Tuesday, October 6, 2009
The Gentle Art of Scrimshaw!
Greetings, FinderMakers! If you have followed me from the get-go, you may remember some earlier posts that reflected my interest in mammoth ivory and old piano key ivory and their use in scrimshaw. I am pleased to finally offer this third and final installation in my "Urban Scrimshaw" series: An easy-to-use tutorial that will have you scrimming like a salty old sea dog in no time! The image above is a scrimshawed whale tooth from the Nicholson Whaling Collection at the Providence Public Library, an excellent resource for inspirational images and information! The image below shows some old ivory piano keys I pulled from an abandoned piano.
Before we begin, I have two requests of you, kind reader: First, please do go back and read my earlier posts on mammoth ivory and piano key ivory, as the latter is the material of focus in this tutorial, and that earlier post will provide you with a solid pedestal of knowledge upon which your crafty new skills may be proudly installed. Second, please know that I myself am no "salty old sea dog" in the scrimshaw department; My scrimshaw schooner has only just sailed out of the port and I have plenty to learn as this journey unfolds! My own drawing skills are sorely lacking, and so I have adapted a solvent-transfer technique to the art of scrimshaw to aid in the process of creating a clear, recognizable image, so even if you can barely draw a smiley face, you'll still have a pretty good shot at making a beautiful piece of scrimshaw if you follow along with me!
Above are some of the items used for this project:
- an old ivory piano key (or other suitable material, like a piece of mammoth ivory)
- a pin secured in an x-acto knife holder
- some black ink
- acetone (nail polish remover)
- a little block of beeswax
You will also need a regular black and white photocopy of the image you want to etch onto your ivory.
To begin, I shall explain that the basic procedure for producing scrimshaw simply involves scratching an image into the surface of the ivory with a pin, then applying ink (or, in the olden days, "lamp black," soot collected from oil lamps), which soaks into the scratches and is wiped away from the unscratched surface. The first step in our process will be to seal the surface of our piano key, as it is somewhat porous and, if left unsealed, may soak up some of the black ink that we apply after the design has been scratched in, leaving an unwanted inky black cloud on the key that will be impossible to remove.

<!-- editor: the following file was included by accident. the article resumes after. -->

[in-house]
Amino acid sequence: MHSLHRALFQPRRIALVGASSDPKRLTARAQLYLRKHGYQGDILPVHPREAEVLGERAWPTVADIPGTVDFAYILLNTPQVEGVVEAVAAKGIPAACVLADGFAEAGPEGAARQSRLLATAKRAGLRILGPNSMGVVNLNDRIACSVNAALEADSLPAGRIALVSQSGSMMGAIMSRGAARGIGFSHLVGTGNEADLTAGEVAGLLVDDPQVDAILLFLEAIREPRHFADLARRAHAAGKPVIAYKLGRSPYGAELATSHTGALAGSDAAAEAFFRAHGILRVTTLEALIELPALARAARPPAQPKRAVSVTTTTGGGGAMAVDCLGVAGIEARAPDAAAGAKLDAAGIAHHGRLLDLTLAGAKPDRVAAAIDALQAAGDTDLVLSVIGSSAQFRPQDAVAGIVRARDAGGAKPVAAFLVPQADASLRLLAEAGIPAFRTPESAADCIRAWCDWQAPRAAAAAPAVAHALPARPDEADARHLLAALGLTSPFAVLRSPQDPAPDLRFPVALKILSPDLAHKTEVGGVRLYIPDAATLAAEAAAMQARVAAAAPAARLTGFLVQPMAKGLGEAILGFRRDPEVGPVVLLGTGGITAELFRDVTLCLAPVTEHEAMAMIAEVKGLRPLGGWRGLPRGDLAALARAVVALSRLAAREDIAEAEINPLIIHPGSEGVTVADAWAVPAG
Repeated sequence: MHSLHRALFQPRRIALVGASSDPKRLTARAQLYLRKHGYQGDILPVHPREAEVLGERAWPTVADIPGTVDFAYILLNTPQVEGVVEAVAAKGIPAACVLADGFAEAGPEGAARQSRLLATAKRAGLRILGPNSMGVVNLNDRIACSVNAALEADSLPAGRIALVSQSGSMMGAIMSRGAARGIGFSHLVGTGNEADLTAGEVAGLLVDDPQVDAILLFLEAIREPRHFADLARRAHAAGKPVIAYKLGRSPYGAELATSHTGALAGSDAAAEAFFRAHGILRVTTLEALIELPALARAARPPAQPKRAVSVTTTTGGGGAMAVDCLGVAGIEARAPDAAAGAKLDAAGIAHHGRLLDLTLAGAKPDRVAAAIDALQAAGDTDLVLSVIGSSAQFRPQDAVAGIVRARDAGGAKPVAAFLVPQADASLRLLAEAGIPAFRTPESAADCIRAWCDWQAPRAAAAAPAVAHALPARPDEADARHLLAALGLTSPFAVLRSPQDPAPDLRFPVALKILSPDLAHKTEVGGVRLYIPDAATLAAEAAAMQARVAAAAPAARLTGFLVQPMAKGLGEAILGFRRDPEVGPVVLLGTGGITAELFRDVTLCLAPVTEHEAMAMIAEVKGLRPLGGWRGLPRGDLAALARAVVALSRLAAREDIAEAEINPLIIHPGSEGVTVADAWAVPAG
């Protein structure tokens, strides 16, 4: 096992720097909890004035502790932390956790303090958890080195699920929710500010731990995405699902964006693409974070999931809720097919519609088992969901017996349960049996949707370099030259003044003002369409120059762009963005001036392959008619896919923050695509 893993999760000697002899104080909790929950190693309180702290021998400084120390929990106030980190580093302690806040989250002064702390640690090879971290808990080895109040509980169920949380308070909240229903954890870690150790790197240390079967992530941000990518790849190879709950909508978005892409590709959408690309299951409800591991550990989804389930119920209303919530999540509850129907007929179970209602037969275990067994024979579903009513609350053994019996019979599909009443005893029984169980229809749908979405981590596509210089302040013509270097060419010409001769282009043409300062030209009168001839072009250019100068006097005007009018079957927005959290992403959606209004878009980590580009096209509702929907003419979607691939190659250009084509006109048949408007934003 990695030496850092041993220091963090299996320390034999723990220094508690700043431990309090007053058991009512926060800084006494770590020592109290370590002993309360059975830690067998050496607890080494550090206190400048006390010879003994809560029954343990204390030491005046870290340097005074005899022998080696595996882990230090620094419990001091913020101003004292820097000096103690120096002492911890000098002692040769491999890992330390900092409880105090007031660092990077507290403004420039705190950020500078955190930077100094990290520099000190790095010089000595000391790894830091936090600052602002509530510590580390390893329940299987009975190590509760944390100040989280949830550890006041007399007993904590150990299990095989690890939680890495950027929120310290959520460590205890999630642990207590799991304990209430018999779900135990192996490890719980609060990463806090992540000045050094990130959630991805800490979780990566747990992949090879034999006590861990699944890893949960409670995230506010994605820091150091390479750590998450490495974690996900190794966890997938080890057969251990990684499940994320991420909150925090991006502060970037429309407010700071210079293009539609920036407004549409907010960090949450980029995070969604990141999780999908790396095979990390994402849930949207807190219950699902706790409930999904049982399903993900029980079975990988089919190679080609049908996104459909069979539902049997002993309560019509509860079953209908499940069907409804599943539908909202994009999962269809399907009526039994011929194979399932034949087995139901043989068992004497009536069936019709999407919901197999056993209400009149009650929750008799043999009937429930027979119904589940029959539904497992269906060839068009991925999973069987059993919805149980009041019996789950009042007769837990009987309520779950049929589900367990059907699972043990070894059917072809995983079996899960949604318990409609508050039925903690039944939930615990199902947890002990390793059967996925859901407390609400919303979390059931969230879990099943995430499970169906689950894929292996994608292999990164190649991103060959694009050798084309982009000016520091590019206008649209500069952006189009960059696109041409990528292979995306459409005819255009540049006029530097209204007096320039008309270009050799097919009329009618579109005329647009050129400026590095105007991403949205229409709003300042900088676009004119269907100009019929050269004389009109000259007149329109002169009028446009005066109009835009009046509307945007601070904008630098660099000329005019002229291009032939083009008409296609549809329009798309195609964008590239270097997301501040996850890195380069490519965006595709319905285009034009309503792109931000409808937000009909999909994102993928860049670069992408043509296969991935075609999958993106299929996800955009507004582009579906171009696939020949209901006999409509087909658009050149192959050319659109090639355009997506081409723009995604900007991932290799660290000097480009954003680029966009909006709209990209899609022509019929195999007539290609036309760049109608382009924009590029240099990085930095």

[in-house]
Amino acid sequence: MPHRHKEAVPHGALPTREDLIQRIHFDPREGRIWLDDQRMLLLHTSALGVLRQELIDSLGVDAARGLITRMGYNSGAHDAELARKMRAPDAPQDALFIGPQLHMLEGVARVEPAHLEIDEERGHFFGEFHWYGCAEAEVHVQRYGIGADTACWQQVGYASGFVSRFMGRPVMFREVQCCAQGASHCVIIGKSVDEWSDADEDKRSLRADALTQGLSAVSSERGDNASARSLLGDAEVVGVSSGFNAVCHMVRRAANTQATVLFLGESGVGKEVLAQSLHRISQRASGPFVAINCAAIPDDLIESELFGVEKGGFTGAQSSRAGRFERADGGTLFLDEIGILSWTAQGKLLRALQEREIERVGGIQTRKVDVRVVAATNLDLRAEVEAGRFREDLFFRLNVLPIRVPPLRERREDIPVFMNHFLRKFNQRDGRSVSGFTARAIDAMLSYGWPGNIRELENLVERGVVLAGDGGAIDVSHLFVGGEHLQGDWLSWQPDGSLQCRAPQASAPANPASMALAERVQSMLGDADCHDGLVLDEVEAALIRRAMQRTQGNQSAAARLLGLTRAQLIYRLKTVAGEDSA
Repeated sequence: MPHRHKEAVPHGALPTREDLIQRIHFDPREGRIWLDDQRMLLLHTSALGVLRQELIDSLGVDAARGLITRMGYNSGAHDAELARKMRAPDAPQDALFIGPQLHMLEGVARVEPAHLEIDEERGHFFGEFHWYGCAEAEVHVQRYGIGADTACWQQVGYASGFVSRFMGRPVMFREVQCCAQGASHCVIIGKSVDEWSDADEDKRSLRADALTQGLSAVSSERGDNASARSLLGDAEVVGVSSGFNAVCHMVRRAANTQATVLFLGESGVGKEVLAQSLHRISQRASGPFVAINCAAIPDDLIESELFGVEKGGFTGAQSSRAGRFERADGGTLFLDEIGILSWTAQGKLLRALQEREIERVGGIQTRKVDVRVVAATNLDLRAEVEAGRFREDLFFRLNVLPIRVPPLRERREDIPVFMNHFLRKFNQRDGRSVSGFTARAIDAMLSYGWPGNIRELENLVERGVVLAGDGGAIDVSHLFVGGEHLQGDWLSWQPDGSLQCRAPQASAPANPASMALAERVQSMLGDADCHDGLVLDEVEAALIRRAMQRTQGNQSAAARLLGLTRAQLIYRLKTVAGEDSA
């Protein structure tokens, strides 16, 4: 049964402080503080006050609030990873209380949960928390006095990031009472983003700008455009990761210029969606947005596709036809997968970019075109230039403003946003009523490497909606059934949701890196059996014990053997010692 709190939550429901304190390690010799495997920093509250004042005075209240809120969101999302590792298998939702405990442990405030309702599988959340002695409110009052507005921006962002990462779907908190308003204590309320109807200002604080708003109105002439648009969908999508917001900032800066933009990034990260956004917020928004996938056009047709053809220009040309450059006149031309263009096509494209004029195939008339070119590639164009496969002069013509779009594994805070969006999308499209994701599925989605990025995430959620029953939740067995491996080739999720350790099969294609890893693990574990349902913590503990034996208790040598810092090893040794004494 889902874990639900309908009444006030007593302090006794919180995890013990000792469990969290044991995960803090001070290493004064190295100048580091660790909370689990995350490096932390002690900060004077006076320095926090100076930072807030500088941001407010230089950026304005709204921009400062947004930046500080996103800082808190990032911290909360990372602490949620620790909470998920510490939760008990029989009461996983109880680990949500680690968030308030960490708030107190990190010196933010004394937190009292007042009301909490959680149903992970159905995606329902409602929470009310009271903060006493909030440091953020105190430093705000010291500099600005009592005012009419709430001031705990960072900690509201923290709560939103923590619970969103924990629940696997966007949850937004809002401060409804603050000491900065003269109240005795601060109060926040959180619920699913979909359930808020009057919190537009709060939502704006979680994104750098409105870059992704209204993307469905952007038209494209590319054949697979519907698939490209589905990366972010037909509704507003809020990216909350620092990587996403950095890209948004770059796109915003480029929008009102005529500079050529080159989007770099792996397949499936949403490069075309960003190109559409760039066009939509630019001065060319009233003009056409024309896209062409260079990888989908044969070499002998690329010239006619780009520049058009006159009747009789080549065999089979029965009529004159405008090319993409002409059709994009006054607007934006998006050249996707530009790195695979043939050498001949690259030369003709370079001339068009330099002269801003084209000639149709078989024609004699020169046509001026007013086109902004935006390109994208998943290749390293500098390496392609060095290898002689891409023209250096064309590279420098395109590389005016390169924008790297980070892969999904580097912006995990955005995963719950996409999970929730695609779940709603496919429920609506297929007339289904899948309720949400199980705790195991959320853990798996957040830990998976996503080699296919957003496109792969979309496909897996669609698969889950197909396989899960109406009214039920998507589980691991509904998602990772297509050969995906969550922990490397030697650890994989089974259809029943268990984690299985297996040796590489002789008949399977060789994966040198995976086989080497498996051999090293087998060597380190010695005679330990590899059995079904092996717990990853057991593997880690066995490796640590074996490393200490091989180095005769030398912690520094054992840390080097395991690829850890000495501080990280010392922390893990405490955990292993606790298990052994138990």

To seal the key, I place a buffing wheel on my dremel tool and start it spinning. Then I touch the spinning wheel to my little block of beeswax so that the wheel picks up a little wax. The wheel, now loaded with wax, is run all over the surface of the piano key so that the wax gets worked into it. Afterwards, you will see the hazy layer of beeswax on the surface of the key; just rub it with a clean cloth until the excess surface wax has been buffed off and the key looks nice and shiny. If you don't have a dremel tool, that's ok; just rub a little block of beeswax thoroughly over the surface of the key, making sure not to miss any spots. When you have built up a thin layer, buff the key with a clean cloth until it looks shiny... it is now all sealed and ready for the next step!
Now you will need to decide what image you would like to scratch into the surface of your key. I found one of those clip art books full of Victorian-era illustrations at the thrift store; it is a great source for appropriate images! When you find something you like, scale it down to fit on the piano key either on your computer (photoshop, etc.), or directly on a black and white photocopy machine. The solvent-transfer technique only works with standard black and white photocopies, so if you scale your images on the computer, you will need to print them out and then bring your printout to the copy shop and make a black and white photocopy of it. If you are using an image that involves text, the transfer technique applies a reversed image onto the surface of the piano key, so you will need to print out your image in reverse if you want it to show up correctly after it is transferred. Below is a section of my photocopy sheet with some appropriately scaled images; I chose to use a horse head with some leafy swags.